By this time, the engineer-now professional photographer had left Burroughs Corp to focus on producing images, using an ETEC at Scanning Electron Analysis Laboratories in Culver City.
 
"They were happy to have me there as I kept that ETEC fine-tuned," he quips.
 
Anopheles Mosquito imaged for National Geographic; this is one of Scharf's favourite images [Scharf]
 
Come the early 1980s, Scharf was, as he puts it: "making a living with publishing', accepting commissions from magazines, newspapers, journals and books far and wide. "People would pay me to investigate, say, a pictorial story, and I would take the subject matter and see what I could come up with," he says.
 
In 1982, his photographs appeared in the film, 'Blade Runner', becoming the first SEM images to feature in a motion picture.
 
And in 1984 Scharf set up his own lab and bought a used ETEC SEM which had scanning coils for real-time TV scanning. This allowed him to produce the first black and white videos of insects alive and moving in the instrument.
 
Beyond black and white
But while Scharf's initial success had stemmed from black and white imagery, this was soon to change.
 
In 1980, the editor of Time magazine had asked the up and coming photographer for a colour image of a fruit fly. Scharf replied, 'there is no colour in these images' and was told, 'just experiment; we'll give you the money to buy whatever you need'.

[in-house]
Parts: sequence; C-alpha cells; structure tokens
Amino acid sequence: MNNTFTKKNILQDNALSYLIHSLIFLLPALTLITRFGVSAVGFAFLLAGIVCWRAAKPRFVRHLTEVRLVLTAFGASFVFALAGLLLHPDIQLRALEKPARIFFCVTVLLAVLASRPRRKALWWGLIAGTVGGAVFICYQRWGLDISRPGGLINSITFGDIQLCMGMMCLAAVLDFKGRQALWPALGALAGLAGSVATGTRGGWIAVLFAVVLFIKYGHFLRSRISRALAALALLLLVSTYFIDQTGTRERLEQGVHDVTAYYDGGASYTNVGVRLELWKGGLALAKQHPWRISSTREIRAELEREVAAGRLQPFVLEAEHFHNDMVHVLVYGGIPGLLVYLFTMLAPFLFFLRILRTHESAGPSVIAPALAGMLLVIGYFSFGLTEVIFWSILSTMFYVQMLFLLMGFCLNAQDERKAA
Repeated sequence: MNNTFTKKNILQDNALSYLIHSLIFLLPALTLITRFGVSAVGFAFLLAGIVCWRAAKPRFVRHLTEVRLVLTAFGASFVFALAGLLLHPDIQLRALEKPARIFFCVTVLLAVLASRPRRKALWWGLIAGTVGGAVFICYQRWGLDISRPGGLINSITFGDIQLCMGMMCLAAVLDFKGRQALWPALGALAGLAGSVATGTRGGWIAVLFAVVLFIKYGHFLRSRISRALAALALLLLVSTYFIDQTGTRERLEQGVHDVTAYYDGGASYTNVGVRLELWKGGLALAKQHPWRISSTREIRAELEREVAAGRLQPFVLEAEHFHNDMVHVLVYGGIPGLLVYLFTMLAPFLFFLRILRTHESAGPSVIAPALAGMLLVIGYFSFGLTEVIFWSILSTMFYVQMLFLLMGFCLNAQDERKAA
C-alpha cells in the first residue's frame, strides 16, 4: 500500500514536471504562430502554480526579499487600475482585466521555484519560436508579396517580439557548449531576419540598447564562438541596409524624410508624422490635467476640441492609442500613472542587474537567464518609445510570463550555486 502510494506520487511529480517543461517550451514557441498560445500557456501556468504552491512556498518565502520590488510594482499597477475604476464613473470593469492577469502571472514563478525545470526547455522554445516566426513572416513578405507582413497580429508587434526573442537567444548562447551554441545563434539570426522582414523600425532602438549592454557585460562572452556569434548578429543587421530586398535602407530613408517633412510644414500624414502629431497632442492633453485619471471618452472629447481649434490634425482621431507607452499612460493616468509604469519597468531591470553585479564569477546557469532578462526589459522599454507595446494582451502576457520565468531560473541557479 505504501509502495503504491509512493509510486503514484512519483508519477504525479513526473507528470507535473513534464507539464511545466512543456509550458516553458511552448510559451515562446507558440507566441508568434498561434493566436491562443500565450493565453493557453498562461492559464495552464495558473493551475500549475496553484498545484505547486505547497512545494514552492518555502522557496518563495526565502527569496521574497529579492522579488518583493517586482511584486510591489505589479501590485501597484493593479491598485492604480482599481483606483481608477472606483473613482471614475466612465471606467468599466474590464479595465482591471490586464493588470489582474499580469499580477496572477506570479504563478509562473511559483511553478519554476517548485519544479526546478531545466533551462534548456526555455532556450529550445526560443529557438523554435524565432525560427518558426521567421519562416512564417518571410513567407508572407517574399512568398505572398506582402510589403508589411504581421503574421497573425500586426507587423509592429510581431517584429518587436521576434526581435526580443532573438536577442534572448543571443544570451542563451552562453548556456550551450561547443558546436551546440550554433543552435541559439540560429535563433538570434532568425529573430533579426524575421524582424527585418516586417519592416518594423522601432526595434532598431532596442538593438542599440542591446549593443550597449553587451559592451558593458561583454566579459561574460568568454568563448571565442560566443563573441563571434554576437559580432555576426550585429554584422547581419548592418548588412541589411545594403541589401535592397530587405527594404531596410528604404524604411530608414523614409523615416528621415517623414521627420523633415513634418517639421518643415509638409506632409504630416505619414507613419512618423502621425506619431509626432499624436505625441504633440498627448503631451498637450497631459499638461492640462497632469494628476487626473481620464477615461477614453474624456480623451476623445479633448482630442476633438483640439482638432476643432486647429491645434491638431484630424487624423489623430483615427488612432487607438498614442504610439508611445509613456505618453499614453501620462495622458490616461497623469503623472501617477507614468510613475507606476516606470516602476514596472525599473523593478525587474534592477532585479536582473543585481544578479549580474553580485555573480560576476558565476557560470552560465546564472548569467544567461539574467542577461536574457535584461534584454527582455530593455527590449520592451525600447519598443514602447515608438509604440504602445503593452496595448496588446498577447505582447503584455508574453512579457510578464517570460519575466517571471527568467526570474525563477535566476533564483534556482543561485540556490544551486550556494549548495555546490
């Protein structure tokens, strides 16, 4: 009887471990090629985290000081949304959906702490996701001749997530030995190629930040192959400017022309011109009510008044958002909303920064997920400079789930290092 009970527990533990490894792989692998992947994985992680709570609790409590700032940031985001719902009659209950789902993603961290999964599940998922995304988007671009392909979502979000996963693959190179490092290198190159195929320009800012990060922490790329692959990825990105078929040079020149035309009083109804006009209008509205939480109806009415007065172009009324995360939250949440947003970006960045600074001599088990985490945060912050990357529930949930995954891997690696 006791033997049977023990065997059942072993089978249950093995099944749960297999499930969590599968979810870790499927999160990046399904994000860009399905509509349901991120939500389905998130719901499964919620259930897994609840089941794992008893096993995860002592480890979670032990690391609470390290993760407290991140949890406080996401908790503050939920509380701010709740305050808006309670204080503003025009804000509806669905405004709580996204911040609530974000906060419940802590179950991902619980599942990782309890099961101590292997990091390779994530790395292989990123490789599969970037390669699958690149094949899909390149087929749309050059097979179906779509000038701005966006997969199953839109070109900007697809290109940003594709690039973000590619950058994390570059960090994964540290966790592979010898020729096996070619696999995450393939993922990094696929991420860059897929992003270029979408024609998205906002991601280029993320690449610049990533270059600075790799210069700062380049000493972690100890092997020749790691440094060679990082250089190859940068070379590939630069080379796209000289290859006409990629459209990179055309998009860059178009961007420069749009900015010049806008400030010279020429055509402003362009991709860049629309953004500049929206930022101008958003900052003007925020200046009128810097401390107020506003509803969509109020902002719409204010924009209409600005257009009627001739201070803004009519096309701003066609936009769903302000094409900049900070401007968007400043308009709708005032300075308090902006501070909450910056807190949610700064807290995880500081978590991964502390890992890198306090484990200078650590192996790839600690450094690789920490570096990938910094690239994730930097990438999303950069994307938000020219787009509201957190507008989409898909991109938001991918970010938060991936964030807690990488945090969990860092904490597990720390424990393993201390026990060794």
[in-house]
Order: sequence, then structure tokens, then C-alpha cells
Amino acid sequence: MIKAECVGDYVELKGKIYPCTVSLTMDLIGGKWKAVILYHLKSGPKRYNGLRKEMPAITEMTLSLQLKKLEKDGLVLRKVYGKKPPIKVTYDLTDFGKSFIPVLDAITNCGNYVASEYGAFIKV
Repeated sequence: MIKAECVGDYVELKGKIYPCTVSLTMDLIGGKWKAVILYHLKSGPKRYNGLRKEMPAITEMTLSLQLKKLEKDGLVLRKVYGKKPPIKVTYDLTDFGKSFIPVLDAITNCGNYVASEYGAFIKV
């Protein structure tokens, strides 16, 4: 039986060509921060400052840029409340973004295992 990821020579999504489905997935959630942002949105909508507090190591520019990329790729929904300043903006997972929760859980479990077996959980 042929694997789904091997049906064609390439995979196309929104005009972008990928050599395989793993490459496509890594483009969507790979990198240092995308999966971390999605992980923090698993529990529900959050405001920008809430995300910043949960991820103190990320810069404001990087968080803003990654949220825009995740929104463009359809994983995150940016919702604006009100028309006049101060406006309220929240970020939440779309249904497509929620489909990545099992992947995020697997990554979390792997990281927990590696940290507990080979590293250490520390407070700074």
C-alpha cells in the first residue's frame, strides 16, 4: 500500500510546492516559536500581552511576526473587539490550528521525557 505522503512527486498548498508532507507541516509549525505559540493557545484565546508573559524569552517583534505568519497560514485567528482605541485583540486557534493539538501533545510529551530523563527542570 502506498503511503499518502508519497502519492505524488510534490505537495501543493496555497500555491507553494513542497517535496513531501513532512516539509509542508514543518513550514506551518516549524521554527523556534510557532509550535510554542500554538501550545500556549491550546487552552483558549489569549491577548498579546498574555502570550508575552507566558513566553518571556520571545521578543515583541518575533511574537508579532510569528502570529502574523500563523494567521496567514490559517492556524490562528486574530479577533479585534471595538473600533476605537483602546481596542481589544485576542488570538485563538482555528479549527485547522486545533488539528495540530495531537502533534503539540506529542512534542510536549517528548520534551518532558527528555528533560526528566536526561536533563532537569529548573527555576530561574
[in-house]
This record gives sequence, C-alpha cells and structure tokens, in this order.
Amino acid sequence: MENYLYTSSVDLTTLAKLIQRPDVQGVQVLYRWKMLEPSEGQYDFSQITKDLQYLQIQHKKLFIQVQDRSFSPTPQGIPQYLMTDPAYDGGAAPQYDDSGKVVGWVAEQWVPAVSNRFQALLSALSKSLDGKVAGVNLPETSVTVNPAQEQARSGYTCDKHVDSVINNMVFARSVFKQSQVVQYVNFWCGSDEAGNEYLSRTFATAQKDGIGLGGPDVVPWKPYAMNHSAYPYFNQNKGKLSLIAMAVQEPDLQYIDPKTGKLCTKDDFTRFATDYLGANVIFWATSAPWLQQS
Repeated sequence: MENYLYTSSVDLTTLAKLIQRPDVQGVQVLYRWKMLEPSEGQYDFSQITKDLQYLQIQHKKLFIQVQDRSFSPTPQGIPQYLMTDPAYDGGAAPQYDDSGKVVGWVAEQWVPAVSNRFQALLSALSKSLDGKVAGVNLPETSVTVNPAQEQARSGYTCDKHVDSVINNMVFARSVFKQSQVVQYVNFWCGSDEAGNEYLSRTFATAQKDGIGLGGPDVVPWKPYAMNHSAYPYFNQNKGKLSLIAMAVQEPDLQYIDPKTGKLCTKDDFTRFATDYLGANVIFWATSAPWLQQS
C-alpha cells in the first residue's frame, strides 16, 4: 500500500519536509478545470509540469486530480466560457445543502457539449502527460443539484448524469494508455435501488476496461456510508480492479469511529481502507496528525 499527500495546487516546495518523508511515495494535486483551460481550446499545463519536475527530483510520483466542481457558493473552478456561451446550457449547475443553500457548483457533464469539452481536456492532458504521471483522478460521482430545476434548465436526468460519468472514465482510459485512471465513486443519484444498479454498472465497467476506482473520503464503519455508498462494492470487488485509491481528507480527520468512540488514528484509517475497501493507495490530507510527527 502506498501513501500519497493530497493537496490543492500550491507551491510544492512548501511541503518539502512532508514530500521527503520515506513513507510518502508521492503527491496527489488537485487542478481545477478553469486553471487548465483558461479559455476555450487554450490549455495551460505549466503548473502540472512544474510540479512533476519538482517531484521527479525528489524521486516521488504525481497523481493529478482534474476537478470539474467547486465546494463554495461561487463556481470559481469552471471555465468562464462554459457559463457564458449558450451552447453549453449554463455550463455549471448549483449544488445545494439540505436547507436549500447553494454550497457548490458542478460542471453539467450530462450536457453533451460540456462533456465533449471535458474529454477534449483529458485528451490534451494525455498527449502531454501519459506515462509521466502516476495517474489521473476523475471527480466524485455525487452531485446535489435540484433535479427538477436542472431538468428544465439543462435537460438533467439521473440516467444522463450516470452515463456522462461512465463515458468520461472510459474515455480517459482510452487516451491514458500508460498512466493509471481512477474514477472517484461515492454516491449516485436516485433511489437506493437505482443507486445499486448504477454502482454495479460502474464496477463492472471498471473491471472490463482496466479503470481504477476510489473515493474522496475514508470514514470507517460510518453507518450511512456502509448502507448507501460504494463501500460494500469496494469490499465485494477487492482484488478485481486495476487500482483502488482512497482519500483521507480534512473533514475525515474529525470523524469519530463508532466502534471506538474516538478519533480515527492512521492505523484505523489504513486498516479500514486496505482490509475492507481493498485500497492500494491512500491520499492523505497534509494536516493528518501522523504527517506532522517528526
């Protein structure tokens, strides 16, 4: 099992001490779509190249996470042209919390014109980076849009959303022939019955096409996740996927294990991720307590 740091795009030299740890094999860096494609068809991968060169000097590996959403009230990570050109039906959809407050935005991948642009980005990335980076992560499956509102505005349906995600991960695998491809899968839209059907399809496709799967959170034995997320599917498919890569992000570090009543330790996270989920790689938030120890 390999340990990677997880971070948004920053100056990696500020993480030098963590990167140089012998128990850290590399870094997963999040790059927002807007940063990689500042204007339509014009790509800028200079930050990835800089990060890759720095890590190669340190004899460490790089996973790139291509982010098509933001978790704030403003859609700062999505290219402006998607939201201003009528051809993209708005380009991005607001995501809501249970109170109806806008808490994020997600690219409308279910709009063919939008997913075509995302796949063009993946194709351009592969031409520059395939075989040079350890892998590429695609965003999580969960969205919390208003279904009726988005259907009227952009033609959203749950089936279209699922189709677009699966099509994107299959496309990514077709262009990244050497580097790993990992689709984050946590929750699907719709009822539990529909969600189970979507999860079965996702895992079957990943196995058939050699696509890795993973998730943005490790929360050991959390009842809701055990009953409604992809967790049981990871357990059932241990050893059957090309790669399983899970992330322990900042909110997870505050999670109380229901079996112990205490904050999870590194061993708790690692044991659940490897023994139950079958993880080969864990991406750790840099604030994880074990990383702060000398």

Scharf bought some maskers, toners, made 11 by 14 inch black and white prints, and eventually coloured his first image of a Mediterranean fruit fly. 
 
"It took three to four days and you had to wear a respirator while painting the maskers on. It was just excruciating," he says. "But you know, it was pretty cool and after that was published nobody really wanted black and white images anymore."
 
David Scharf: a pioneer of colour SEM.
 
Scharf went on to use Photoshop to colourise his images, but his initial tinkerings with the world of colour had also sowed the seeds for an invention that would revolutionise his SEM image production.
 
"I had been exasperated with having to spend three days to make a colour image and thought there's got to be another way to do this, so I looked back in my laboratory notebook from the 1970s and decided it must be possible to use multiple detectors to do this," he says.